Mandatory Trainings Using Terms Such as “White Fragility” & “White Supremacy” Did Not Give Rise to Hostile Work Environment Claim, Court Holds

In a recent decision, Young v. Colorado Department of Corrections et al, No. 22-cv-00145-NYW-KLM, 2023 WL 1437894 (D.Colo. Feb. 1, 2023), the court, inter alia, dismissed plaintiff’s race-based hostile work environment claim asserted under Title VII of the Civil Rights Act of 1964.

Generally, in order to prevail on a hostile work environment claim (under Title VII), a plaintiff must demonstrate that the objectionable conduct was (1) “severe” or “pervasive”, and (2) because of a protected characteristic.

In this case, the plaintiff argued that he was subjected to a hostile work environment based on the content of mandatory training sessions that allegedly “made sweeping negative generalizations regarding individuals who are white, and other gross generalizations about members of other racial demographics.”

After determining that the alleged harassment was not plausibly alleged to be “pervasive,” the court turned to its analysis of the “severe” prong:

Mr. Young also argues that the alleged harassment was severe. [A]n isolated incident may suffice if the conduct is severe and threatening. But the bar to establish a hostile work environment based on an isolated incident remains very high. [C]ourts have required the conduct to be especially egregious or extreme where only isolated incidents are alleged. Most incidents found to meet this standard involve some kind of physical assault. The Tenth Circuit has suggested, however, that a single incident may be sufficiently severe if it involves the use of an unambiguous racial epithet.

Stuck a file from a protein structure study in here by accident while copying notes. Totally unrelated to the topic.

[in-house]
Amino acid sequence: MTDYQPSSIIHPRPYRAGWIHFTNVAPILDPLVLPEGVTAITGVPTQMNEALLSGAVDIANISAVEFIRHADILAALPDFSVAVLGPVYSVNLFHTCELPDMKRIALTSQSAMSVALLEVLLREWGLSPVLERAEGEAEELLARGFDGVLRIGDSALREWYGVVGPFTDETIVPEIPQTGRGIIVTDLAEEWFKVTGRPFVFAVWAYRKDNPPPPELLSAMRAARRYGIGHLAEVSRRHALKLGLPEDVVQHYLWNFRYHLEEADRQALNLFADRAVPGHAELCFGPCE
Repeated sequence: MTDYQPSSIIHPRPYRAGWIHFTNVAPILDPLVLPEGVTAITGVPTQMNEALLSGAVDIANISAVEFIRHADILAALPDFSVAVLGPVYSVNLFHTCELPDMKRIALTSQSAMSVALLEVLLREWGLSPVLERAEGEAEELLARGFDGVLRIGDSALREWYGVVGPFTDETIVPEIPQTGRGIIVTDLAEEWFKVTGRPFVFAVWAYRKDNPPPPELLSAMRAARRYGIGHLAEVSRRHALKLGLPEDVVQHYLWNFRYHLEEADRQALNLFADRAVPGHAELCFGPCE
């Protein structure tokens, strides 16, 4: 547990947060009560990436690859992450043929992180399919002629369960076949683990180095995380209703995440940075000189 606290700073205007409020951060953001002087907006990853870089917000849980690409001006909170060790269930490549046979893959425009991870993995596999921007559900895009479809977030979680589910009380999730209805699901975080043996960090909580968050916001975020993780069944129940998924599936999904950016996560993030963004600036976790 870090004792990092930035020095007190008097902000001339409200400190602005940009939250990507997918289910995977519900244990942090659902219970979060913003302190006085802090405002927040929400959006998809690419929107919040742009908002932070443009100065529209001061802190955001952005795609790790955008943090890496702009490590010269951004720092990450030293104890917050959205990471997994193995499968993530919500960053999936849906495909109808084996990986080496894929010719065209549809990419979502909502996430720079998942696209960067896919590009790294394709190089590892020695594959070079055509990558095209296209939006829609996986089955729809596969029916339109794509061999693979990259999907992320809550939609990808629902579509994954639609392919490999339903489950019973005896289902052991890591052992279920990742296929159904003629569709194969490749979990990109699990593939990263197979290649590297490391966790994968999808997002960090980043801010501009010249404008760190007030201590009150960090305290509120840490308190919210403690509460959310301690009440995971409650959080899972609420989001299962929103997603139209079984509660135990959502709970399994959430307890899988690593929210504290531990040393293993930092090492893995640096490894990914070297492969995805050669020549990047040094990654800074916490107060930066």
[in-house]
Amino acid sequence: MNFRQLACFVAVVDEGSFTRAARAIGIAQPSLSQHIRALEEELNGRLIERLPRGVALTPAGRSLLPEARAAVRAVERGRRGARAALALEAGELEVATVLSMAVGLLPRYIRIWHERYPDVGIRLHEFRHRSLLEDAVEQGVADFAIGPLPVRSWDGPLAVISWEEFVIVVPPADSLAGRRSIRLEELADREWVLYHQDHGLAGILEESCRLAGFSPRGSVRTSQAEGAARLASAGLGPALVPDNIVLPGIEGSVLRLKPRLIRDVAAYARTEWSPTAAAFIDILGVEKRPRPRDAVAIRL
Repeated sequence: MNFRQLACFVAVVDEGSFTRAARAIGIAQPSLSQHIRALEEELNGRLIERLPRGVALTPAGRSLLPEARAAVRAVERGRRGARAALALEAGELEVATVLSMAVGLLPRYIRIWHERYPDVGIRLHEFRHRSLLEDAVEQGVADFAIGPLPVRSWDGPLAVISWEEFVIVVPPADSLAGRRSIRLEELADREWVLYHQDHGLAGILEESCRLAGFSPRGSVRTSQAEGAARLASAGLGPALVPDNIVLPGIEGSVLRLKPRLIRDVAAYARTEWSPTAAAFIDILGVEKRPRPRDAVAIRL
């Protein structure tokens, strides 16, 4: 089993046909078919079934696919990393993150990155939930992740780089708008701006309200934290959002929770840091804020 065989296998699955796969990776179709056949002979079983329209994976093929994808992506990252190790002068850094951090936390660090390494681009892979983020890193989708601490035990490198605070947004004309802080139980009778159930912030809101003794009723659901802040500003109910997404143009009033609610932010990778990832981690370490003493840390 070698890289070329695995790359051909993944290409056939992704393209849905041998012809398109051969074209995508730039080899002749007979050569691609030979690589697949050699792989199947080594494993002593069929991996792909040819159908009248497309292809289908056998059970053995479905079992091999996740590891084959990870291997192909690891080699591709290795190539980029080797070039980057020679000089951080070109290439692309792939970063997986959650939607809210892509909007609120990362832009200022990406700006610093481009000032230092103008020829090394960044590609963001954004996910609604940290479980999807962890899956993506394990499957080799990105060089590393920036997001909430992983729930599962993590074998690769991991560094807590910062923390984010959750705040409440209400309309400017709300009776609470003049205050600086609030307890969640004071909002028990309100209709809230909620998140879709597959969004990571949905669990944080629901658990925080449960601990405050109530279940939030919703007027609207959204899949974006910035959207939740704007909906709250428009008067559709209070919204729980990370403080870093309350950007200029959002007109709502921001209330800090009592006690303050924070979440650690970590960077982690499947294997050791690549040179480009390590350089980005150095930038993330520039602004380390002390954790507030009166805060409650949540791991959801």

Here, Plaintiff alleges that he participated in diversity training that was “based upon” a glossary of terms that included terms such as “white exceptionalism,” “white fragility,” and “white supremacy.” [T]he objective severity of the harassment from the perspective of a reasonable person in the plaintiff’s position, considering all the circumstances. These terms are objectively not unambiguously racial epithet[s] that could support a conclusion that a single incident—or a single training—was so serious or severe so as to establish a hostile work environment. Courts can and often do look to historical context when evaluating conduct alleged to have created a hostile work environment. While Plaintiff himself construes the challenged terms to imply that “all whites are racist,” [t]he mere utterance of a statement which engenders offensive feelings in an employee would not affect the conditions of employment to a sufficiently significant degree to violate Title VII. The Court concludes that Plaintiff has failed to allege facts plausibly establishing a work environment that was so severe that it alter[ed] the conditions of [his] employment and create[ed] an abusive working environment. See Vitt v. City of Cincinnati, 250 F. Supp. 2d 885, 887 (S.D. Ohio 2002), aff’d, 97 F. App’x 634 (6th Cir. 2004) (where the plaintiff alleged, inter alia, that her supervisor told her that “[a]ll white people are prejudiced, it’s just subconscious with some,” affirming grant of summary judgment on hostile work environment claim upon concluding that the plaintiff failed to establish prima facie elements of claim).

[Cleaned up; citations omitted; some parentheticals remain.]

The court concluded that, for these reasons, plaintiff has not stated a hostile work environment claim under Title VII.

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